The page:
Sunday, June 24, 2012

There's No Place Like Home

Before we get to the main part of my first post here on "Birding is Fun!", I wanted to take a minute to thank Robert Mortensen for honoring me with an invitation to become a regular contributor. I have been a reader of this blog and the individual blogs of several of the BiF contributors for some time. I really look forward to getting to know our readers over the coming months and years so please don’t be strangers!

A common misconception shared by many amateur avian watchers and photographers is the need to venture deep into isolation in order to photograph interesting species. I am often asked, “How far into the wilderness did you have to go to make that photograph”. This mindset often stops would be beginners from taking the plunge and becoming part of the birding revolution. The truth of the matter is you can enjoy bird watching from many places easily accessible to everyone.  In fact, most successful photographers search out such locations. If you think about this, it makes perfect sense.  The logistics and physical effort of carrying heavy gear on long hikes is not practical even for the rugged wildlife photographer! My own experience with hiking to remote photographic locations usually results in landscape photography, which requires a significantly smaller and lighter kit than wildlife photography.
White Breasted Nuthatch Surveying the Landscape
I’ll share a secret with you. One of the best locations I photograph birds is my own backyard. Yes, you heard me right, my own backyard. It takes a little planning to ensure you are able to control the elements like background, light and perch size but the results are usually worth the effort.  In fact, you need to control these elements regardless of whether you are in the wilderness or at the end of a fishing pier. Some of my favorite places to photograph are all public areas. Beaches as well as state and national parks are fantastic places to start looking for easily accessible wildlife.
Tufted Titmouse with Seed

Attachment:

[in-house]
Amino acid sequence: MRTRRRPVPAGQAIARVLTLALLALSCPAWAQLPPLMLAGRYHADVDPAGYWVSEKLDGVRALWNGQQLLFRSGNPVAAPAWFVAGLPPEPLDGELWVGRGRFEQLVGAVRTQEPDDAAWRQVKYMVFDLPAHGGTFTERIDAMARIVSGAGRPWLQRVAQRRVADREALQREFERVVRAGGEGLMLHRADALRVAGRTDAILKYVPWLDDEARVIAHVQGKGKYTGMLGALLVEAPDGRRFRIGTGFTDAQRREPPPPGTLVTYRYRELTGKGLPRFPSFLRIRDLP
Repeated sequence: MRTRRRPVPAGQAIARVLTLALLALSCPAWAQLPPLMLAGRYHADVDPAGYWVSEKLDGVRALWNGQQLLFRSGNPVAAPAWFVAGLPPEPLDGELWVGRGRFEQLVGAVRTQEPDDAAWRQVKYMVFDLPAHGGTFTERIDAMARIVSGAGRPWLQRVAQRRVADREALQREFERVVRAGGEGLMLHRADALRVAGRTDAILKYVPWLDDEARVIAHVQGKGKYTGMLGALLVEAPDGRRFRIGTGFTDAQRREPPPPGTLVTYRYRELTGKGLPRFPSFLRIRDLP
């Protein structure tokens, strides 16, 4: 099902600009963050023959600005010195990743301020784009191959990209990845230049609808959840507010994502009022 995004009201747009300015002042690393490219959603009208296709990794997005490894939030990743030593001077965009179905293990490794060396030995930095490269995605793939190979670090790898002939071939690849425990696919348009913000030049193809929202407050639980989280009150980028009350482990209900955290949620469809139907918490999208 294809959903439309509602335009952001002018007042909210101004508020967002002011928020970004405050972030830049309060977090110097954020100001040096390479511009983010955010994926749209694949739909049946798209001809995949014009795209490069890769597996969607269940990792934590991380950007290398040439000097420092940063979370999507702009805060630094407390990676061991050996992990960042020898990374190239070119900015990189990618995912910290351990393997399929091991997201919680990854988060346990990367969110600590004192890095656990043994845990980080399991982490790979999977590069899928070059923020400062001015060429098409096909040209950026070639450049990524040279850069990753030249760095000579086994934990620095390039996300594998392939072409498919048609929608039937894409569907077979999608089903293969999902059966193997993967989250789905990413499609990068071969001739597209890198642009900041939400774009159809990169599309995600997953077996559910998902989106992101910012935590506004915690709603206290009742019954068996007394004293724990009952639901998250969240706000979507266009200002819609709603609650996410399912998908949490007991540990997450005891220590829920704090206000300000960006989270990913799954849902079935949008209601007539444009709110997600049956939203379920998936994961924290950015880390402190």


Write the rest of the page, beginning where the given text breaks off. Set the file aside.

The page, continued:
The two images above and the Northern Flicker below were taken in my backyard. I know what some of you are saying, that I must live on a farm. The truth of the matter is I live in a suburb of New York City, in Fairfield County, Connecticut. While I might have a little more land than most, I don’t live on a bird sanctuary. But I do work hard to create an environment on my property that encourages bird visits. I always have full bird feeders and I provide water sources for the birds to drink. While some will say that’s a great idea, it really is not any different from how bird reserves operate in the southwest. They tend to set up bird blinds around food and water sources and in some instances provides branches as perches away from where any trees are located.  Even if photographing in your yard is not practical, I promise you with a little effort and imagination you can find locations within your town and state where wildlife thrives not far from your local coffee shop.

The Internet is a great place to start your research.  Local bird and wildlife organizations are a great resource when looking for places to photograph.  Your local Audubon Society can usually make several suggestions if you call them and ask for help.
Mature Osprey Returning to the Nest
Lastly, local and national parks and wildlife refuges are scattered across many areas. Most people are shocked to find out just how many wildlife viewing locations there are in their community! Another fantastic resource is the Birding is Fun website and the websites of the many regular contributors. Many of us bird regularly and are not shy about giving away locations where you can safely and successfully view birds.